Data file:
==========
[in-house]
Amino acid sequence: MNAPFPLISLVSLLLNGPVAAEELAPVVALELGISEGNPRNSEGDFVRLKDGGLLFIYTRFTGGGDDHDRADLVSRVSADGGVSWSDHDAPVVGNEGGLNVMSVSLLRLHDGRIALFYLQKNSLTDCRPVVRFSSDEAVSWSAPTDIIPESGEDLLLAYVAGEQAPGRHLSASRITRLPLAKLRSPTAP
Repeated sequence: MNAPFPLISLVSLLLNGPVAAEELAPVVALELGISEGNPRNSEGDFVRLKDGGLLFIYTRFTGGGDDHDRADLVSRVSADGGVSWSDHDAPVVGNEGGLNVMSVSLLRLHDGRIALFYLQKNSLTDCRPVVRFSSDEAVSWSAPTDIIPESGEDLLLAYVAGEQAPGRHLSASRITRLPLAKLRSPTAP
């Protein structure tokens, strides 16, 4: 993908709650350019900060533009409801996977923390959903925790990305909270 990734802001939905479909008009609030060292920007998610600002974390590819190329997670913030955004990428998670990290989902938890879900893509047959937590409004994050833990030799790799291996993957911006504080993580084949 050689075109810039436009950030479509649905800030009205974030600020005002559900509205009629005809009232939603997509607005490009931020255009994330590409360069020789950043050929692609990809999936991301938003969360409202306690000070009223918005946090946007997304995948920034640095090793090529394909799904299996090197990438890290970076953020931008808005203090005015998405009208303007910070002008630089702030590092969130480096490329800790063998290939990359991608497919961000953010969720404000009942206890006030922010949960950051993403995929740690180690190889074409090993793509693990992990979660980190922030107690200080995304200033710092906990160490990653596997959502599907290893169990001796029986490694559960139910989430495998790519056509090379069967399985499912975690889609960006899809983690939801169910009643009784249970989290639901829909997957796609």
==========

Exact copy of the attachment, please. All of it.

[in-house]
Amino acid sequence: MNAPFPLISLVSLLLNGPVAAEELAPVVALELGISEGNPRNSEGDFVRLKDGGLLFIYTRFTGGGDDHDRADLVSRVSADGGVSWSDHDAPVVGNEGGLNVMSVSLLRLHDGRIALFYLQKNSLTDCRPVVRFSSDEAVSWSAPTDIIPESGEDLLLAYVAGEQAPGRHLSASRITRLPLAKLRSPTAP
Repeated sequence: MNAPFPLISLVSLLLNGPVAAEELAPVVALELGISEGNPRNSEGDFVRLKDGGLLFIYTRFTGGGDDHDRADLVSRVSADGGVSWSDHDAPVVGNEGGLNVMSVSLLRLHDGRIALFYLQKNSLTDCRPVVRFSSDEAVSWSAPTDIIPESGEDLLLAYVAGEQAPGRHLSASRITRLPLAKLRSPTAP
């Protein structure tokens, strides 16, 4: 993908709650350019900060533009409801996977923390959903925790990305909270 990734802001939905479909008009609030060292920007998610600002974390590819190329997670913030955004990428998670990290989902938890879900893509047959937590409004994050833990030799790799291996993957911006504080993580084949 050689075109810039436009950030479509649905800030009205974030600020005002559900509205009629005809009232939603997509607005490009931020255009994330590409360069020789950043050929692609990809999936991301938003969360409202306690000070009223918005946090946007997304995948920034640095090793090529394909799904299996090197990438890290970076953020931008808005203090005015998405009208303007910070002008630089702030590092969130480096490329800790063998290939990359991608497919961000953010969720404000009942206890006030922010949960950051993403995929740690180690190889074409090993793509693990992990979660980190922030107690200080995304200033710092906990160490990653596997959502599907290893169990001796029986490694559960139910989430495998790519056509090379069967399985499912975690889609960006899809983690939801169910009643009784249970989290639901829909997957796609």